Digital Images and Image Analysis
Images were captured using a Canon digital camera MV850i. The camera was set on a standard quality (640x512 pixel resolution). Illumination conditions, location of camera and camera settings were tried to be the same and constant for all samples. Whole carcass images were taken by placing the reference card over each carcass (Fig. 1) and obtaining two sequential but separate images without moving the camera head unit in a fixed position perpendicular to the long axis of the carcass. Images collected by the instrument were obtained while carcasses were in a stationary position on the rail. In digital carcass images, CA was measured from the left side as the area around the whole carcass in cm2; CL was the distance from the point of the shoulders to the ischium (cm); in other words, from the sternum (manubrium) to the aitchbone (tuber ischiadicum); CD, from sternum area immediately caudal to the forelimbs to the top of the thoracic vertebra (cm). In digital LMA images (Fig. 2), LMA was measured as the area around the lean meat excluding the fat cover (cm). Digital images were downloaded from the camera to a computer file and processed using Image Pro Plus 5 software to obtain carcass and LMA measurements from the images. In order to calibrate the software a reference card with a known ruler (20 cm) was positioned next to the object such that the same distance and focus were kept when images were captured.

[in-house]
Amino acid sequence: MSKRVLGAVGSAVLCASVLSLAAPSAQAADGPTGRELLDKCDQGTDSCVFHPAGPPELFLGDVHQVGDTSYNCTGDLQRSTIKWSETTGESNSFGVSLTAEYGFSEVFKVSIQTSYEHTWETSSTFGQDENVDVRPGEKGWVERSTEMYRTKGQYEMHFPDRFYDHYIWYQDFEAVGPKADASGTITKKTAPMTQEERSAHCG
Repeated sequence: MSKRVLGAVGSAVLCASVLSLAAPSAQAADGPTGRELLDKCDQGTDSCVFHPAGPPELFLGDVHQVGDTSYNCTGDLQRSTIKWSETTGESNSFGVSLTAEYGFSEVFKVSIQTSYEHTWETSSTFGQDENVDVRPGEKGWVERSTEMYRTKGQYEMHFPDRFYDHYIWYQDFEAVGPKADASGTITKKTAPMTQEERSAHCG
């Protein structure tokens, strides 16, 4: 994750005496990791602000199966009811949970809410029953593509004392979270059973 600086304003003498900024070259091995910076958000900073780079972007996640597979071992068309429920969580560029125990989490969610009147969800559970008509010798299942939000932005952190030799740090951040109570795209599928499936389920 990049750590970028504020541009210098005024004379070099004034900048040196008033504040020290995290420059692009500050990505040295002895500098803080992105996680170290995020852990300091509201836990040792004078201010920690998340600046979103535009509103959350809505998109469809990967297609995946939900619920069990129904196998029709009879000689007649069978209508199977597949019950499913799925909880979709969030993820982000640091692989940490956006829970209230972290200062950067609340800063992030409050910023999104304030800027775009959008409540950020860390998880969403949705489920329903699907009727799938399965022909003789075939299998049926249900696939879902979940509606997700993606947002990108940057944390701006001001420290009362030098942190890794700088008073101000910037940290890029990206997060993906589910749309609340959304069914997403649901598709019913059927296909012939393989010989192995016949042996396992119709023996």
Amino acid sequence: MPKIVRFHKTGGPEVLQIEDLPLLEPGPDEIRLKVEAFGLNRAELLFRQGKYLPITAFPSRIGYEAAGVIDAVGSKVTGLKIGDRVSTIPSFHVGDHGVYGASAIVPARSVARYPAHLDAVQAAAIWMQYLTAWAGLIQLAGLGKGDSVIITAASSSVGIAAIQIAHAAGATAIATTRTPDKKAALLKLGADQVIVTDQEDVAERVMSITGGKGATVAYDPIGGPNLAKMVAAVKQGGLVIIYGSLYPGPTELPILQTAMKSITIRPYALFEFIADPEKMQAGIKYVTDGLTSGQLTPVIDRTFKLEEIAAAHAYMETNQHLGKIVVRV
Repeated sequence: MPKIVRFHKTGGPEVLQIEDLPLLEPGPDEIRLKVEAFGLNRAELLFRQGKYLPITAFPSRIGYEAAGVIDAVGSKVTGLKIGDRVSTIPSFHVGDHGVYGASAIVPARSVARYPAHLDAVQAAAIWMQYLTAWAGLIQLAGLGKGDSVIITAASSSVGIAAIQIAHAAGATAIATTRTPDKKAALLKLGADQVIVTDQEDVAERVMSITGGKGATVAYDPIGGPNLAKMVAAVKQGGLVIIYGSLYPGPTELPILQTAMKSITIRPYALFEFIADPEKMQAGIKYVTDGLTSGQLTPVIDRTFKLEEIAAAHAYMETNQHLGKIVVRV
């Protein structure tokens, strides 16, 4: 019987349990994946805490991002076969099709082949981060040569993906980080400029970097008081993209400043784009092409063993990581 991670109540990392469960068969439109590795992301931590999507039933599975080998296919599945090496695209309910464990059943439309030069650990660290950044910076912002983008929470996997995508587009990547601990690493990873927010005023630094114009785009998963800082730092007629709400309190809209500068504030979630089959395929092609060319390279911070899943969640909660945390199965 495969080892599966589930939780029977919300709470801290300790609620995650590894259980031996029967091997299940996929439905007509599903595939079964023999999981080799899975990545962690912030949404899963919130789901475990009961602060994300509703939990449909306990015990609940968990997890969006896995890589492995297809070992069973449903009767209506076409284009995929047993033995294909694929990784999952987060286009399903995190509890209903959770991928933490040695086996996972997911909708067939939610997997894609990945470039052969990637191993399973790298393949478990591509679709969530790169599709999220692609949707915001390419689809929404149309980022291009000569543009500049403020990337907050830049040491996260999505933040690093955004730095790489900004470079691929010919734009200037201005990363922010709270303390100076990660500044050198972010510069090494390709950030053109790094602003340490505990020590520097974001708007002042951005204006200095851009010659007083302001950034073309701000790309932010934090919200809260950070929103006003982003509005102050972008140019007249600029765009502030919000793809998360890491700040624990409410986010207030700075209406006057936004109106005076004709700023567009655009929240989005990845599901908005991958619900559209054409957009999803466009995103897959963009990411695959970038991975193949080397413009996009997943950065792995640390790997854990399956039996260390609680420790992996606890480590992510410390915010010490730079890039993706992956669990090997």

|Fig. 1:||Digital Image of hot carcass together with reference card and processed by Image pro software|
|Fig. 2:||LMA measurements using acetate paper grid and processed by Image pro software|
Regression models were developed and assessed for prediction of Hot Carcass Weight (HCW) and some carcass traits using some carcass measurements as predictors. Descriptive statistics and regression analysis of HCW and LMA on each of the independent variables were performed using the GLM (General Linear Model) procedure of MINITAB, v.13 Inc. (2001). Pearson`s correlation coefficients were calculated between actual and predicted values obtained by image analysis. Linear, quadratic and cubic effects of independent variables on HCW were included in the following model:
|Yi = b0+b1xi+b2xi2+b3xi3+ei|
|Yi||=||HCW observation of an ith animal|
|b1,b2, b3||=||corresponding linear, quadratic and cubic regression coefficients|
|xi||=||carcass measurements (CA, CL, CD)|
|ei||=||residual error term.|
The difference between actual and predicted LMAs was examined by Students`t test using the statistical package program MINITAB v.13 for windows. The observed and predicted LMAs were also compared using the Mean-Square Prediction Error (MSPE):
where, n is the number of pairs of observed and predicted values being compared.
I = (1, 2, 3,......, n)
Oi is the observed LMAs with ith variable.
Pi is the predicted LMAs with ith variable.